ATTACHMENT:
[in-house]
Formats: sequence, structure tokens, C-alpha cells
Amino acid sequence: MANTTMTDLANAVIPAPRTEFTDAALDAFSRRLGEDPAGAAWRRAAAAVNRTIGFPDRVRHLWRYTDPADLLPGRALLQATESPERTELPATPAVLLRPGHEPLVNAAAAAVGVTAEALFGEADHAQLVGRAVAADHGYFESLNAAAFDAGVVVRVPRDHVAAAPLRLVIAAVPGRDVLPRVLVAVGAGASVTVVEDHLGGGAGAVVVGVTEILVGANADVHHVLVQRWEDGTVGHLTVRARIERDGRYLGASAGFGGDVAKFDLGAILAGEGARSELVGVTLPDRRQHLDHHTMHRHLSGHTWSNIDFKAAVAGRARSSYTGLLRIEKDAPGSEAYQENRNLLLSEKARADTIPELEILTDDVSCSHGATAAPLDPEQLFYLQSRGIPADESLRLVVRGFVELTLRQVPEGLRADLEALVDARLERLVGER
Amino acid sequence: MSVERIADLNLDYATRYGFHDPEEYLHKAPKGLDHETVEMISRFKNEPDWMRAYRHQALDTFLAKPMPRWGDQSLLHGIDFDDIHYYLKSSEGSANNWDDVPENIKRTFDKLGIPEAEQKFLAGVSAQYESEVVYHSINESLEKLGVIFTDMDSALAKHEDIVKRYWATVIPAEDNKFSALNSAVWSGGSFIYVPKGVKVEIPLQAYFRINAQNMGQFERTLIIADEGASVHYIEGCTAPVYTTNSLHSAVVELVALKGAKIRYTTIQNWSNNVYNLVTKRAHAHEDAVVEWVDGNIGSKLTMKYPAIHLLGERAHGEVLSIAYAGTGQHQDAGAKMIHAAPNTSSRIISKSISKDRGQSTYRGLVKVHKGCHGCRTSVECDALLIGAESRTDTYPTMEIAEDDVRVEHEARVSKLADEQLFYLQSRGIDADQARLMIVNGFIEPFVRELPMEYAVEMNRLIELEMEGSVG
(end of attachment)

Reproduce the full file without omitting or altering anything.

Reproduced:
[in-house]
Formats: sequence, structure tokens, C-alpha cells
Amino acid sequence: MANTTMTDLANAVIPAPRTEFTDAALDAFSRRLGEDPAGAAWRRAAAAVNRTIGFPDRVRHLWRYTDPADLLPGRALLQATESPERTELPATPAVLLRPGHEPLVNAAAAAVGVTAEALFGEADHAQLVGRAVAADHGYFESLNAAAFDAGVVVRVPRDHVAAAPLRLVIAAVPGRDVLPRVLVAVGAGASVTVVEDHLGGGAGAVVVGVTEILVGANADVHHVLVQRWEDGTVGHLTVRARIERDGRYLGASAGFGGDVAKFDLGAILAGEGARSELVGVTLPDRRQHLDHHTMHRHLSGHTWSNIDFKAAVAGRARSSYTGLLRIEKDAPGSEAYQENRNLLLSEKARADTIPELEILTDDVSCSHGATAAPLDPEQLFYLQSRGIPADESLRLVVRGFVELTLRQVPEGLRADLEALVDARLERLVGER
Amino acid sequence: MSVERIADLNLDYATRYGFHDPEEYLHKAPKGLDHETVEMISRFKNEPDWMRAYRHQALDTFLAKPMPRWGDQSLLHGIDFDDIHYYLKSSEGSANNWDDVPENIKRTFDKLGIPEAEQKFLAGVSAQYESEVVYHSINESLEKLGVIFTDMDSALAKHEDIVKRYWATVIPAEDNKFSALNSAVWSGGSFIYVPKGVKVEIPLQAYFRINAQNMGQFERTLIIADEGASVHYIEGCTAPVYTTNSLHSAVVELVALKGAKIRYTTIQNWSNNVYNLVTKRAHAHEDAVVEWVDGNIGSKLTMKYPAIHLLGERAHGEVLSIAYAGTGQHQDAGAKMIHAAPNTSSRIISKSISKDRGQSTYRGLVKVHKGCHGCRTSVECDALLIGAESRTDTYPTMEIAEDDVRVEHEARVSKLADEQLFYLQSRGIDADQARLMIVNGFIEPFVRELPMEYAVEMNRLIELEMEGSVG